Being the highest mountain on Bali, I was determined to find a day to hike to the Mount Agung (Gunung Agung) summit during our one-week family holiday in Bali. Mount Agung is the tallest peak on Bali and the fifth tallest volcano in Indonesia, influencing the area’s climate by taking water from clouds from the west and leaving the western side lush and green, while the eastern side remains dry and barren. The Balinese hold great reverence for Mount Agung, and the Mother Temple Pura Besakih is near its base (which is my starting point).
I found myself a Mount Agung guide via a Google search – getting there in the middle of the night on my own wasn’t really a challenge I was up for – and I organised to be picked up from my Nusa Dua hotel around 10pm. After a 2-hour drive to the start of the hike, we set-off with the intent of watching the sunrise from the summit. It was surprisingly chilly, although it was around midnight and the starting point at Pura Besakih is at an elevation of 1100m.
I can’t remember much of the start of the walk: it was dark and I was tired! There’s a large car park with a few stalls selling water and other essentials. There were not many people around, despite this being a popular hike.
The narrow path ascends steeply through thick forest, and I’m not chilly for much longer from the exertion. We make good progress, and just before climbing above the forest line my guide collects some sticks and firewood, and makes a small fire. We have a break of an hour or so, to avoid arriving at the summit well before dawn. It really is cold when you stop walking, and I wouldn’t have wanted to be on the exposed Mount Agung peak waiting an hour for the sun to rise!
Having resumed our climb, we reach the summit of Mount Agung at 5:50am, just as the sky begins glowing red behind Mount Rinjani on the island of Lombok, to the east. It’s about 4:30min of walking plus an hour rest-stop.
The summit is at 3,031, above sea level – although the sign at the top says 3,142m, which is apparently an old elevation that doesn’t take into account a volcanic eruption in 1963.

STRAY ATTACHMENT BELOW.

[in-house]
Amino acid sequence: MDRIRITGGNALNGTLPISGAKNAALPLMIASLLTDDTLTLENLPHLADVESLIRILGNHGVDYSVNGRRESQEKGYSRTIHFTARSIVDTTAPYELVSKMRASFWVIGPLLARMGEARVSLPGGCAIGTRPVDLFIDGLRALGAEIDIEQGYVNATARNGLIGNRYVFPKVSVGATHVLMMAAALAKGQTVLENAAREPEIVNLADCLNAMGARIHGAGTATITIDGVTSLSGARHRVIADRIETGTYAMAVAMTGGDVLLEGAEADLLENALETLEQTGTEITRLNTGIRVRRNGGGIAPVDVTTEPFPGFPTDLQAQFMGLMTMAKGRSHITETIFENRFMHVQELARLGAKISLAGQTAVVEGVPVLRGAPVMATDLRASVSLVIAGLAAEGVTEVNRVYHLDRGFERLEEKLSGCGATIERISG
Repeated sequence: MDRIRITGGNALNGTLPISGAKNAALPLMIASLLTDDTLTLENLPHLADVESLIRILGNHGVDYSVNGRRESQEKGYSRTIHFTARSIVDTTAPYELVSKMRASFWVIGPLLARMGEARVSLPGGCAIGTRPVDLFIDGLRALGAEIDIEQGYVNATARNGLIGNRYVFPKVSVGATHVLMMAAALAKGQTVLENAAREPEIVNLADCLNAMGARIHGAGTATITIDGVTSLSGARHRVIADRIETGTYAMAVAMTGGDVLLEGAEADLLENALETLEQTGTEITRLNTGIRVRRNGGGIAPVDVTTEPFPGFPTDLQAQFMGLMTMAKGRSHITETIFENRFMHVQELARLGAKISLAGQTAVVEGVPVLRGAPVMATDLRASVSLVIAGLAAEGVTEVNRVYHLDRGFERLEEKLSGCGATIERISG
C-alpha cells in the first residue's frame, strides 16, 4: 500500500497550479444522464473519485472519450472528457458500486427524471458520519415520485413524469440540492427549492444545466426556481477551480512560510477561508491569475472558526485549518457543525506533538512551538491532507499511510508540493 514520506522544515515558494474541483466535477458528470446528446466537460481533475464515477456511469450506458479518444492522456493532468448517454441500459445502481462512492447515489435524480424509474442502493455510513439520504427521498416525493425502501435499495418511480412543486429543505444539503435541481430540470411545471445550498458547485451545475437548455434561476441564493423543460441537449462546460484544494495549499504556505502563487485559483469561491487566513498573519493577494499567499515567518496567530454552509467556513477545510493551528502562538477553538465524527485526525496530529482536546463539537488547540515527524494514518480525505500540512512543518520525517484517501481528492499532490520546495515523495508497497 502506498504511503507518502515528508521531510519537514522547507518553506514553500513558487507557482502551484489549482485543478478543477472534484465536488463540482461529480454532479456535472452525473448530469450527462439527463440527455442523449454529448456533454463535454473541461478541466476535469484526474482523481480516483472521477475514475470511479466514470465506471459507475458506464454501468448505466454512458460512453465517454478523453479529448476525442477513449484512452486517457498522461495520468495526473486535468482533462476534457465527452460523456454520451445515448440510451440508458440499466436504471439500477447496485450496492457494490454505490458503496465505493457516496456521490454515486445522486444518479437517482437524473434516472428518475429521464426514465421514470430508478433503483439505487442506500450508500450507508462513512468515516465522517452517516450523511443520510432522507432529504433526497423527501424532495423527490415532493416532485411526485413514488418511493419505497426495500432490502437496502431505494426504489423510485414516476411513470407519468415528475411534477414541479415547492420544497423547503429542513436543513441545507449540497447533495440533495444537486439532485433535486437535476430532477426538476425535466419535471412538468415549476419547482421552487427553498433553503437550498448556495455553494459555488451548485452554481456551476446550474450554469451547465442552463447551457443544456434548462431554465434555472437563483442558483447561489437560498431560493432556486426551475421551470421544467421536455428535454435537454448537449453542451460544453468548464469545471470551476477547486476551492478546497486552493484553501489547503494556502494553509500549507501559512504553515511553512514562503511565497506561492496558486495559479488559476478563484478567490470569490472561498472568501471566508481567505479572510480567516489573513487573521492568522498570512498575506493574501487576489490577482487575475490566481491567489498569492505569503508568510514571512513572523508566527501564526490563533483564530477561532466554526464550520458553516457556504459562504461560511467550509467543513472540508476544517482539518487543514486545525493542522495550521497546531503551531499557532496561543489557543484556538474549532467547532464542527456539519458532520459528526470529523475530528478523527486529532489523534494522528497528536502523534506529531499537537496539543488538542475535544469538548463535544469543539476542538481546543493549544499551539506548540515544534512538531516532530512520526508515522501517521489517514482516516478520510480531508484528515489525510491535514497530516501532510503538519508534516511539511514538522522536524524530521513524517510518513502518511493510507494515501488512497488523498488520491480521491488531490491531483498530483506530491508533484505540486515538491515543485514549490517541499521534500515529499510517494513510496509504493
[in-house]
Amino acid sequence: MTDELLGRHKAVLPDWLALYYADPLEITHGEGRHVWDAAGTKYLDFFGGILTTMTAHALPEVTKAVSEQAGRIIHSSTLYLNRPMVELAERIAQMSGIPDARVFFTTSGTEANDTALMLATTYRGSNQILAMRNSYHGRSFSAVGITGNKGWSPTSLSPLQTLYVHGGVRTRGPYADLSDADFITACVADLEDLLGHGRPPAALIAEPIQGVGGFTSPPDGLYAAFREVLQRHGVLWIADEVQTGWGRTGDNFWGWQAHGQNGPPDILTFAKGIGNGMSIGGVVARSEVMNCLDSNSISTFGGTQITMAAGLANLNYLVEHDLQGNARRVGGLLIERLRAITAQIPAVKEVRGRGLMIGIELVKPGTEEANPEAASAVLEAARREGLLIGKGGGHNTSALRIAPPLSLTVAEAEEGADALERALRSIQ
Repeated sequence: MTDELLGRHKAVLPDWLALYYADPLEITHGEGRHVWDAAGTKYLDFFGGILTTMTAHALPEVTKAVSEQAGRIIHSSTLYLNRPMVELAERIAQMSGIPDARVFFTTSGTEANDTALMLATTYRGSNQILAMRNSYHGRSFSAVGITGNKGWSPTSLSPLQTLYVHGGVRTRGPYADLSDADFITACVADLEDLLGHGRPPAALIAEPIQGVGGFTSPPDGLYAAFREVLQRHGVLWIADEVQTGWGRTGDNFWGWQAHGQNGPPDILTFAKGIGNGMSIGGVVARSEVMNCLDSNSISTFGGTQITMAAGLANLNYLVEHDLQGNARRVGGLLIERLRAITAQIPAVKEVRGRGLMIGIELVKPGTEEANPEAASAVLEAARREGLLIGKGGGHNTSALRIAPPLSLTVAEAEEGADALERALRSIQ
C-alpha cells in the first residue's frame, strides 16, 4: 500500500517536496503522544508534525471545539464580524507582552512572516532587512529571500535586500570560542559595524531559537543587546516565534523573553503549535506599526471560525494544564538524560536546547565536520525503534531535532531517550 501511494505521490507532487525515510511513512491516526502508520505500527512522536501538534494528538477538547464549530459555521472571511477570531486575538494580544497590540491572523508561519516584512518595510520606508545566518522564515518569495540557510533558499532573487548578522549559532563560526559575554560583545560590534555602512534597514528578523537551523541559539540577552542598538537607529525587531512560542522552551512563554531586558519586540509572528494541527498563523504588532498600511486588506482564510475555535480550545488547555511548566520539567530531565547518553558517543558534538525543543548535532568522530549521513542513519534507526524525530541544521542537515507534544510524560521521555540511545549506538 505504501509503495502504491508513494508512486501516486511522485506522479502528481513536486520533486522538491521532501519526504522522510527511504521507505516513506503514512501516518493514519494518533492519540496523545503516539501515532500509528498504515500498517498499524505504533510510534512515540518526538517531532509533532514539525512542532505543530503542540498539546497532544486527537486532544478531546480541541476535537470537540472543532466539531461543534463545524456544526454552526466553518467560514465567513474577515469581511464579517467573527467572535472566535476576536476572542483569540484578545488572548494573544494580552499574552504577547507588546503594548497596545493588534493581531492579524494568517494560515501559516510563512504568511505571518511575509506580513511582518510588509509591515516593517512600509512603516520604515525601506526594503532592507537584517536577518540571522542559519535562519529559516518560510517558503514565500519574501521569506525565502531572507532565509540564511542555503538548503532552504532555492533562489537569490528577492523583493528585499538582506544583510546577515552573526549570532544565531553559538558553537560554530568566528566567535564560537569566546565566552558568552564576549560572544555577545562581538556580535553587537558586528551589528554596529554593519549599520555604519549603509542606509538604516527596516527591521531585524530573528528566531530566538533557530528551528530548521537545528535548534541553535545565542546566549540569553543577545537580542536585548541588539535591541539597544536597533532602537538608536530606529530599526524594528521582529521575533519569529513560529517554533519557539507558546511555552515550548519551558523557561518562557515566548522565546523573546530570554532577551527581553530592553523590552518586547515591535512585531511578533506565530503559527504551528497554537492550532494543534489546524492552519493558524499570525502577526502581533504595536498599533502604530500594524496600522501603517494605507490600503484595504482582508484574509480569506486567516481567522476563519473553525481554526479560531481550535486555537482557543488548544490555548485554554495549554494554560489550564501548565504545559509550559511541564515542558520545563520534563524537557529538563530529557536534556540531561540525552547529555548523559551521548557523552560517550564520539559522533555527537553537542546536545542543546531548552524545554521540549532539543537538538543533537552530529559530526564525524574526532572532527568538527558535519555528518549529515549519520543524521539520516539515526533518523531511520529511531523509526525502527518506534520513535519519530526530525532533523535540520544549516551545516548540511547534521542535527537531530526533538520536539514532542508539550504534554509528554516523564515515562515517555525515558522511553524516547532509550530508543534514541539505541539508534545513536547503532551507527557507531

As the sun rises, I can see into the large crater that we are standing on the edge of. There’s now a small number of people (around 10) on the summit.
Taking the same route back down, the path initially ascends slightly as it follows the ridge to the west. There’s a steep drop on both sides – but contrary to some reports I’ve seen, there’s no scrambling involved and you never really feel any sense of danger.
At the end of the first ridge, the perfectly conical shadow of Mt Agung appears in the clouds below. To the north-west is the lower, also volcanic, peak of Mount Batur.
The path starts descending more steeply, through what feels like a lunar landscape. It’s fairly easy walking and despite the steepness, there’s not too much loose scree.
The next section goes down what feels like a sea of boulders… this was the toughest section coming up, especially in the dark, and needs some concentration. At the bottom is a small shrine, where our guide leaves a small offering.
The final stage is back through the forest, initially with light tree cover and turning into rainforest as we get further down. I didn’t find this particularly tough on the way up – but going down it’s bloody hard. It’s slippery, with some of the steeper sections having vines or ropes you can hold to. Despite having a fairly good sense of balance, I find myself frequently slipping on the muddy surface.
I’m glad to reach the bottom after three hours, a little worse for wear after the last section of the trail. We emerge back at the temple, where I buy some cold drinks for my guide and me, before the car trip back to our hotel.
Mount Agung has been a fantastic hike – and one I thoroughly recommend if you happen to be in Bali!
When to climb Mount Agung?
It’s best to climb Agung in the dry season (April to October), although the routes may be closed in April for religious ceremonies. Avoid climbing in the wet season, especially in January and February.
Note: the Balinese government has “officially banned mountain climbing and hiking on all of Bali’s 22 mountains with immediate effect” in June 2023. Despite this ban, recent trip reports and a seach of Mount Agung tours indicates this trek is still possible.
Do you need guide to climb Mount Agung?
I’ve added my opinion after recently being asked this question… technically, no you don’t need a guide. But I’d highly recommend a guide, as the trail is not marked – and for the last part of the ascent there’s no marked route. It’s also relatively inexpensive to hire a guide (rather than joining a group) so you walk at your own pace. Paying for a guide also helps support the local communities who rely on tourism. I would still bring my own food, head-torch and all the gear you’d take if you were going solo.
Some tips for climbing Mount Agung
A few tips if you are doing the Mount Agung hike:
- Bring warm clothes – it get pretty chilly on the top (or if you need to stop and wait for slower members of your group). I had a light jumper/fleece and was still really cold when we stopped.
- Having a head-torch makes the ascent much easier
- It’s worth starting around midnight to watch the sun rising – I wouldn’t go out of my way to stay nearby, just be prepared for an early night after the hike to catch-up
- You don’t need hiking boots – but wearing shoes/boots with decent grip really helps on the way down.